Shieldbugs are insects in the superfamily Pentatomoidea. They are characterised by their well-developed scutellum, the hardened extension of the thorax over the abdomen. Many shieldbug species are triangular, with a broad pronotum and pointed end to the abdomen. They also produce a foul-smelling liquid from their prothoracic glands, which inspired the American name “stink bug”, although this name is specific to the family Pentatomidae.
Some shieldbugs are considered pest species due to the damage they can cause to crops. The recent arrival of the brown marmorated stink bug (Halyomorpha halys) to the UK is considered a serious threat to fruit and vegetable crops. They damage the salability of produce and can even contaminate the taste of juice or wine, causing waste and a loss in income.
Identifying shieldbugs is usually based on structural characteristics, body length (from the head to the end of the abdomen, ignoring the antennae and legs), and species range. Colouration and pattern can be useful but there is often variation between individuals of the same species. Using a hand lens, sweep net or beating tray can help when surveying for shieldbugs. A field guide that includes juvenile stages would also be useful as nymphs can often have different colour patterns to adults.
Hawthorn Shieldbug (Acanthosoma haemorrhoidale)
Distribution: Widespread across the UK.
What to look for: The most common shield bug in the UK, the hawthorn shieldbug is also UK’s largest. Its scutellum and pronotum are green, framed with red sides. The ‘shoulders’ of its pronotum are pointed with red and black tips, and its corium, the thickened basal portion of the forewing, is red. Its wing membrane can vary in colour but is usually red.
Similar species: The birch shieldbug (Elasmostethus interstinctus) but this species does not have a green scutellum. The juniper shieldbug (Cyphostethus tristriatus) is also similar but this species does not have a red wing membrane.
Common Green Shieldbug (Palomena prasina)
Distribution: Widespread in England, Wales, and parts of Northern Ireland.
What to look for: This is a larger species, with a dark wing membrane and a bright green body during summer. The adults become a bronze-brown colour in the autumn before hibernating throughout winter.
Similar species: The southern green shieldbug (Nezara viridula), a non-native species. However, this species has paler wings than the common green shieldbug.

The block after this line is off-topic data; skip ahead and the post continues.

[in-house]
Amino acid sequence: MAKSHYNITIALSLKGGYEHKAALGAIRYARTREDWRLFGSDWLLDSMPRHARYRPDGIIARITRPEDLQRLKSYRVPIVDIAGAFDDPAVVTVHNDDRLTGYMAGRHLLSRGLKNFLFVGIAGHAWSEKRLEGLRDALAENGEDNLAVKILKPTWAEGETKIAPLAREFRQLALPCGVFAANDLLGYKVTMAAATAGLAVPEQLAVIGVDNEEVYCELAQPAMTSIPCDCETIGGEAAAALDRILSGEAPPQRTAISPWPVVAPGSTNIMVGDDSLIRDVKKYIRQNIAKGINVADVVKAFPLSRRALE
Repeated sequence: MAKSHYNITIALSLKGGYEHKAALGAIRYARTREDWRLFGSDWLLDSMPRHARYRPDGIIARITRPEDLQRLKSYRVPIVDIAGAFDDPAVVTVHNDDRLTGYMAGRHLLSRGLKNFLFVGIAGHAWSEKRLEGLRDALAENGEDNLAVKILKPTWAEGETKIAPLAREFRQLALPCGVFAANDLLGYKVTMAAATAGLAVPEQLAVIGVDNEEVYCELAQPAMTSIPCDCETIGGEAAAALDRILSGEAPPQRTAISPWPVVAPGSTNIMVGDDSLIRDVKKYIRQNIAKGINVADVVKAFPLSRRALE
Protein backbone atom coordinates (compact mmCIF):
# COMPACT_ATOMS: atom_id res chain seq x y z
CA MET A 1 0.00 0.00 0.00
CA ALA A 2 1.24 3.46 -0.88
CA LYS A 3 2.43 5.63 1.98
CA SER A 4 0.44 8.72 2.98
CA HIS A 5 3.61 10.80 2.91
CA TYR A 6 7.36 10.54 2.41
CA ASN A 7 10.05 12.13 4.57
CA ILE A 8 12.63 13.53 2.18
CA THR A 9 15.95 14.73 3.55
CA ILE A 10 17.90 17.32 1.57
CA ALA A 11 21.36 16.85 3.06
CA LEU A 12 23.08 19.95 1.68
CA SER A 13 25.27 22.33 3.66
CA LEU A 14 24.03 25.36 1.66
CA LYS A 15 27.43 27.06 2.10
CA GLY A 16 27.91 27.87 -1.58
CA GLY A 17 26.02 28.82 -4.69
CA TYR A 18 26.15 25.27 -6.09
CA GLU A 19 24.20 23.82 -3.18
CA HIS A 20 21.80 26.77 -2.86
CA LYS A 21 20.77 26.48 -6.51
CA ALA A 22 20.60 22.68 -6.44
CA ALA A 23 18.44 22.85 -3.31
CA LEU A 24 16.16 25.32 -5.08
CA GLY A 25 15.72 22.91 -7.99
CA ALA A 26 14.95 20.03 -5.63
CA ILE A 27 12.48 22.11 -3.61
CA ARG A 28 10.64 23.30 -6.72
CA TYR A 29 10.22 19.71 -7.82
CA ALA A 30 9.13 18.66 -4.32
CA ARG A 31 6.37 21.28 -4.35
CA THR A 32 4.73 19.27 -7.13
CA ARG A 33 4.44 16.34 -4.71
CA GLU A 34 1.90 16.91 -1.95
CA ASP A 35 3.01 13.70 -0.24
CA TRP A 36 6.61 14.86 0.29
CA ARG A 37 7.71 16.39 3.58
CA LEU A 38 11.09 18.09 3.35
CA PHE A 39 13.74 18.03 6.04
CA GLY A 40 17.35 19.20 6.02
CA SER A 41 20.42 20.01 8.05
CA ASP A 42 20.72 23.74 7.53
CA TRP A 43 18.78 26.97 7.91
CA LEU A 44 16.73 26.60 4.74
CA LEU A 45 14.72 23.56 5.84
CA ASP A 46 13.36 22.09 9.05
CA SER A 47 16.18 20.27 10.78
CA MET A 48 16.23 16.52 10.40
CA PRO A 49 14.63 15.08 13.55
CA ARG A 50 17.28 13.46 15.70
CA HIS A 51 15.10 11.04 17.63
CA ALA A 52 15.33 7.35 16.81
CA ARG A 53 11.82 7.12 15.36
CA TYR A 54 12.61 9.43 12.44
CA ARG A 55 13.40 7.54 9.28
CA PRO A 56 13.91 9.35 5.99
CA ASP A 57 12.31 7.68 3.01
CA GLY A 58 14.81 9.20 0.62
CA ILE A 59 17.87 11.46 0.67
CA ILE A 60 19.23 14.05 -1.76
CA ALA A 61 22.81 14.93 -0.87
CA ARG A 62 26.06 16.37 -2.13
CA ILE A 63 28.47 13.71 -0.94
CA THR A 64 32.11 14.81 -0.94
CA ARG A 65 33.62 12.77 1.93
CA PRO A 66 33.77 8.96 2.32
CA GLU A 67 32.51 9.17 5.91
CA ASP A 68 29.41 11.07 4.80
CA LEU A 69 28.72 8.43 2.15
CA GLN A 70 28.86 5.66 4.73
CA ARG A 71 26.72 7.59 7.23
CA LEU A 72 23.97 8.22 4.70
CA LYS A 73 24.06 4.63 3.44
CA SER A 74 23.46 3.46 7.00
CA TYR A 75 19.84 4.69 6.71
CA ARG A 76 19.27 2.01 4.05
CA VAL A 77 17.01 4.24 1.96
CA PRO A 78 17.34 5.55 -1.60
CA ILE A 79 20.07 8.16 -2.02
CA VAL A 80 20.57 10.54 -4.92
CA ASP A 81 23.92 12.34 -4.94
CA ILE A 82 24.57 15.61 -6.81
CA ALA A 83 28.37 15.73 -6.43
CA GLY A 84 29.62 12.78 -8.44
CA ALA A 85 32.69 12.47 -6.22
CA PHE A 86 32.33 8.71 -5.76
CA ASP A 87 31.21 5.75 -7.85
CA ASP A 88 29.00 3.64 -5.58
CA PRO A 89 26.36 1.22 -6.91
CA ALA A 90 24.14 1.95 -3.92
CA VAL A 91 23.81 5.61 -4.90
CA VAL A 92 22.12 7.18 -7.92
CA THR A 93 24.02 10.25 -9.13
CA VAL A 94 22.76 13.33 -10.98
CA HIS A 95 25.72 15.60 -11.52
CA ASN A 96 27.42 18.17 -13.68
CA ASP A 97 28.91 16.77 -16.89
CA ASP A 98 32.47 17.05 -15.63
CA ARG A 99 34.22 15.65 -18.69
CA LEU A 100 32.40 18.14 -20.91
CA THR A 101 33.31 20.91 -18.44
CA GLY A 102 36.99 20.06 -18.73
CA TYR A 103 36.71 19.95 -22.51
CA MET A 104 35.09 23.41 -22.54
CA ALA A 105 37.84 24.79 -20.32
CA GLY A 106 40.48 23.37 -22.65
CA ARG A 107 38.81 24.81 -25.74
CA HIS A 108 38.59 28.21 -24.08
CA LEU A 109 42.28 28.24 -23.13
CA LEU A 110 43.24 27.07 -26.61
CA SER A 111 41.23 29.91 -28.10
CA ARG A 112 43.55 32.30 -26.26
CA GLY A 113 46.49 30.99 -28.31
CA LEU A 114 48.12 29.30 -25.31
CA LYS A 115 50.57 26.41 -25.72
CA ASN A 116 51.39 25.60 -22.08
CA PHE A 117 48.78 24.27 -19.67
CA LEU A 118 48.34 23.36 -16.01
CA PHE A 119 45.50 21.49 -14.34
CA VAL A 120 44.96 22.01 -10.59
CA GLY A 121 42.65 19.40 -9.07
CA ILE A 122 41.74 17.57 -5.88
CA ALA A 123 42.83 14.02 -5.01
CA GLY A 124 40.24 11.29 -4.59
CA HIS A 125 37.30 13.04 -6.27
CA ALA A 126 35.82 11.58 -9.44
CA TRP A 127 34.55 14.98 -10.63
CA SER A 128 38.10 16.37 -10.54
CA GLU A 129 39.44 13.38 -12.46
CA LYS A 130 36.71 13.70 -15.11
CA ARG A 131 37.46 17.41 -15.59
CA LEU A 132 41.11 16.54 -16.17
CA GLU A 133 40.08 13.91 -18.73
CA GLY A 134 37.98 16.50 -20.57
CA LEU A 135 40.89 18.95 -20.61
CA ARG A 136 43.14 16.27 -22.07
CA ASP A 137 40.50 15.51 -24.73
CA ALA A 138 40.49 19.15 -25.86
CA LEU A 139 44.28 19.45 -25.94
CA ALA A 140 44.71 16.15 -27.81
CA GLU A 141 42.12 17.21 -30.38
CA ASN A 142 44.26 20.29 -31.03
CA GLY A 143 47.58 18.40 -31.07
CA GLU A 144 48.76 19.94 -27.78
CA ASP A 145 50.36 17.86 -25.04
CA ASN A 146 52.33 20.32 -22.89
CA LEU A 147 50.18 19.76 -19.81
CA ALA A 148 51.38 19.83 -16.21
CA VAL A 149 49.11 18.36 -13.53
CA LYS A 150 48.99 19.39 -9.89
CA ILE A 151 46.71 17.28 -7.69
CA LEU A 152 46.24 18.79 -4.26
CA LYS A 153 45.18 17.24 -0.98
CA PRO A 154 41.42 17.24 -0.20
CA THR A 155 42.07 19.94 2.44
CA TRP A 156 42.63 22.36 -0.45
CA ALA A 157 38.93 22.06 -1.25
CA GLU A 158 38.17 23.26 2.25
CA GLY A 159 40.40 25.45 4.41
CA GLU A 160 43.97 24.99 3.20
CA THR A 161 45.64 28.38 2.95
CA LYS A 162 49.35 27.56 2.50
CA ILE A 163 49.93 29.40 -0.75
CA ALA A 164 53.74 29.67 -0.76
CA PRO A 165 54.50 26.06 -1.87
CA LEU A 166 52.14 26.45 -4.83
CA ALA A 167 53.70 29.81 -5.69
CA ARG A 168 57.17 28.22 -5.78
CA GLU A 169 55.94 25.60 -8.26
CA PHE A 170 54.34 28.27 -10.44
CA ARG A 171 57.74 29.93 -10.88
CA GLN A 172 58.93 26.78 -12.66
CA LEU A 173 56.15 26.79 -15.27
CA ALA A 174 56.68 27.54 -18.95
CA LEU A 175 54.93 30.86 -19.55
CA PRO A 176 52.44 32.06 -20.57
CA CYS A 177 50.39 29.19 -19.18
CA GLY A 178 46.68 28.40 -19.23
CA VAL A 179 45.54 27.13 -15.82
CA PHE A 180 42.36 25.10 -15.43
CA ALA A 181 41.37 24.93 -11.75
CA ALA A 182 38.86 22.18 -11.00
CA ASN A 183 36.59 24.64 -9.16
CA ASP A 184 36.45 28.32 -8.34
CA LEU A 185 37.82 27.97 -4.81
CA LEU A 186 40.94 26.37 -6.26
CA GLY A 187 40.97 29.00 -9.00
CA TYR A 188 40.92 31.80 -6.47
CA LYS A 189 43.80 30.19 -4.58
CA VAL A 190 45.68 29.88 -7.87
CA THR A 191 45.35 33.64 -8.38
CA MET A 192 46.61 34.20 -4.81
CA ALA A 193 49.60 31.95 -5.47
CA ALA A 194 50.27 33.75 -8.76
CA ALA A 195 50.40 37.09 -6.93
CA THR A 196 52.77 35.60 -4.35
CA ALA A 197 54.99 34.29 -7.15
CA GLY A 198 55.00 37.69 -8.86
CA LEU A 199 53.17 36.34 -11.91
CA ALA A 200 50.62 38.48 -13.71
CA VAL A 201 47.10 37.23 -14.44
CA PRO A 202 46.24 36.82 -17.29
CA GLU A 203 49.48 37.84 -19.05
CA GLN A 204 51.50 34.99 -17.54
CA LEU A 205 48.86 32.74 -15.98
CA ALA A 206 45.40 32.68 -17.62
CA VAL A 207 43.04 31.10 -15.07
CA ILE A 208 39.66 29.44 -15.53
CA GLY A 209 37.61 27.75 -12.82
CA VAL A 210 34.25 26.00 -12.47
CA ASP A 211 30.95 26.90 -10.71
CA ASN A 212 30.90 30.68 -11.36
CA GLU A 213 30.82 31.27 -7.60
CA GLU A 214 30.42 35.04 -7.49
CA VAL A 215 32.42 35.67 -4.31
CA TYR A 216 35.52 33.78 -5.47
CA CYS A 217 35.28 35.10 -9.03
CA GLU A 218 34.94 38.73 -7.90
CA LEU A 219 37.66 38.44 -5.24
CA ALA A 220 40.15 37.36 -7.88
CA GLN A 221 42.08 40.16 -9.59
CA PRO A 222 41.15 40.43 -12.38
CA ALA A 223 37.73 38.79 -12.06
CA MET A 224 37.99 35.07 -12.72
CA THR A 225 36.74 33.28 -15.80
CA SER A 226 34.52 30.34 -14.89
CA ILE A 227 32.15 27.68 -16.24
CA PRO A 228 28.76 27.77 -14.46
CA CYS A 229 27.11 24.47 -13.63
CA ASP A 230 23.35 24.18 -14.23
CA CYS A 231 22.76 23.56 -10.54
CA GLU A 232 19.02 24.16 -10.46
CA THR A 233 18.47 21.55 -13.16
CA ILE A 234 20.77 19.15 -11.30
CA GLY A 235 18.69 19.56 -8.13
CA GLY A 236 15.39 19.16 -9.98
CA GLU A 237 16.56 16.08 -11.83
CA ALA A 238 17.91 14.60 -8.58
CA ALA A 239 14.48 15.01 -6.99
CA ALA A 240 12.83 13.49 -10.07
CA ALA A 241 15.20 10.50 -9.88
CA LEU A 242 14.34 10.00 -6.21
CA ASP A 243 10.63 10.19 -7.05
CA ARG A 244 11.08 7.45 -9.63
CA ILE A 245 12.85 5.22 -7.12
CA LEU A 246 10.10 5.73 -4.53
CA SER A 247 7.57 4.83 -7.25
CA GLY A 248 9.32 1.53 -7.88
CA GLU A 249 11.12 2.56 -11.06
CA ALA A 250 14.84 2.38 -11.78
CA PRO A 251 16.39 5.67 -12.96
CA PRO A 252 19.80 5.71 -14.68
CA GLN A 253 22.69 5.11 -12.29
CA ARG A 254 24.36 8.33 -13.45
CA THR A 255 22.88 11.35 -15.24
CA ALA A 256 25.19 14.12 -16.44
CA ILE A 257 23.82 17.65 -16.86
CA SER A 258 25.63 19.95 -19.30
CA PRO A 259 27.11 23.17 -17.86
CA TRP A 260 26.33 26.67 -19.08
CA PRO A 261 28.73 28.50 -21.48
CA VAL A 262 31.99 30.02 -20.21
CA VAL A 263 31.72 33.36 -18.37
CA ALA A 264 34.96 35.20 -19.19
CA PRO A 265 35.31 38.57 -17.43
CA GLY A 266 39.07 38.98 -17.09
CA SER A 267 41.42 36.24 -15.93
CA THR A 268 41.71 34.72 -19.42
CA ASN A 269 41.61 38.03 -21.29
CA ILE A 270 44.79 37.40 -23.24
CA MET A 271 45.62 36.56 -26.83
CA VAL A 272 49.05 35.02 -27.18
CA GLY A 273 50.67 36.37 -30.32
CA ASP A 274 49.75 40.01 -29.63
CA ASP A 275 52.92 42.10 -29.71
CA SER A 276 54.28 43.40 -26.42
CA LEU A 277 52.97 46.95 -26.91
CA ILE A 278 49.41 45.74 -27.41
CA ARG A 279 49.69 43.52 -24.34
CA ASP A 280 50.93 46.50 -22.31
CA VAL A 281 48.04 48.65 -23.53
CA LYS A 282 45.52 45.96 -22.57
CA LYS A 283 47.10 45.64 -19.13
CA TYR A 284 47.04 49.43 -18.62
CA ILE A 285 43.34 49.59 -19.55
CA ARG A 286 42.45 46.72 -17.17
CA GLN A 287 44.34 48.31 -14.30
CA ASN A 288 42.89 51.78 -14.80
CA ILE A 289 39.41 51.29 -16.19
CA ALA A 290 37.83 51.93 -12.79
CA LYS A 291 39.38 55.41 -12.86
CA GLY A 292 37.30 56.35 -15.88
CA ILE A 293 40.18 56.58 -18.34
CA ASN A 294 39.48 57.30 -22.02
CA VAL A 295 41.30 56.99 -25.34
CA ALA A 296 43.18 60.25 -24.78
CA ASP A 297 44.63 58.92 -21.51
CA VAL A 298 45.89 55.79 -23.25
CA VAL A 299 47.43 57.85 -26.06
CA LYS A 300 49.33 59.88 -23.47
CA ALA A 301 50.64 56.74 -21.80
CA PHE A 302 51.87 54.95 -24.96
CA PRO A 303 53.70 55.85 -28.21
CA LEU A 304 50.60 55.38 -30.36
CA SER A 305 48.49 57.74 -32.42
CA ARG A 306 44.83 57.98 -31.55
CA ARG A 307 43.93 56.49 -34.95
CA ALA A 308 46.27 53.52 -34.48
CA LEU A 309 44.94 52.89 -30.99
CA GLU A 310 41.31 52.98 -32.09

Parent Bug (Elasmucha grisea)
Distribution: Occurs across the UK but most commonly in south-east and central England.
What to look for: This is a medium-sized species with red and beige colouration. Most individuals have a black patch on the scutellum. This species also has a black and white connexivum, the flattened lateral border of the abdomen.
Pied Shieldbug (Tritomegas bicolor)
Distribution: Widespread across the south-east and central England.
What to look for: This species does not have the characteristic triangular shape and could be confused for a ladybird. It has a black and white piebald pattern, with a grey or translucent wing membrane. Its pronotum is black with a white spot on each ‘shoulder’.
Similar species: Rambur’s pied shieldbug (Tritomegas sexmaculatus), although this species has a black wing membrane.
Juniper Shieldbug (Cyphostethus tristriatus)
Distribution: Common in southern and central England, with an expanding range.
What to look for: This is a bright green species, with a green pronotum, head and scutellum. They have pinkish-red markings on their corium. Their wing membrane is green with a black X-shaped mark.
Similar species: The birch and hawthorn shield bugs are visually similar but neither species has the black X-shaped mark on their wing membrane.
Striped Shieldbug (Graphosoma italicum)
Distribution: First recorded in the UK in 2020, only found in two sites in London.
What to look for: Also known as the Italian striped bug and the minstrel bug, their body is rounded with bold red and black longitudinal stripes. Their connexium is black with several black, square-shaped spots.
Similar species: There are several similar species, such as Graphosoma lineatum, but none are found in the UK.
Ornate Shieldbug (Eurydema ornata)
Distribution: Coastal areas between Devon and Sussex, scattered in other parts of southern England.
What to look for: They have a distinctive red and black pattern across their pronotum and abdomen. There are other colour morphs, however, and they can have a white and yellow background with the same black markings. They have a black head with a red, white or yellow ‘mouth’ shape and a black wing membrane.
Similar species: The scarlet shieldbug (Eurydema dominulus). They can be distinguished by the pattern on their corium. The ornate shieldbug has a thin black line, two spots and a washed-out area, compared to the thicker line, one or no spots and no washed-out area on the scarlet shieldbug.
Blue Shieldbug (Zicrona caerulea)
Distribution: Widespread across Britain, particularly in the north, and absent from Ireland.
What to look for: The blue shieldbug has a deep blue-green metallic sheen, with a dark wing membrane. They resemble leaf beetles, species in the Altica genus, whose larvae they predate upon. This is called aggressive mimicry, where a predator resembles its prey to avoid detection.
Bishop’s Mitre Shieldbug (Aelia acuminata)
Distribution: Widespread across southern Britain.
What to look for: This is a straw-coloured species, with brown longitudinal stripes, a distinctive pointed head and a ridged pronotum.
Similar species: Mecidea lindbergi is another elongated shield bug but it is a thinner species without brown stripes.
Suggested reading and equipment:
Guide to Shieldbugs of the British Isles
A Pocket Guide to the Shieldbugs and Leatherbugs of Britain and Ireland
Opticron Hand Lens 23mm 15x Magnification
All prices correct at the time of this article’s publication.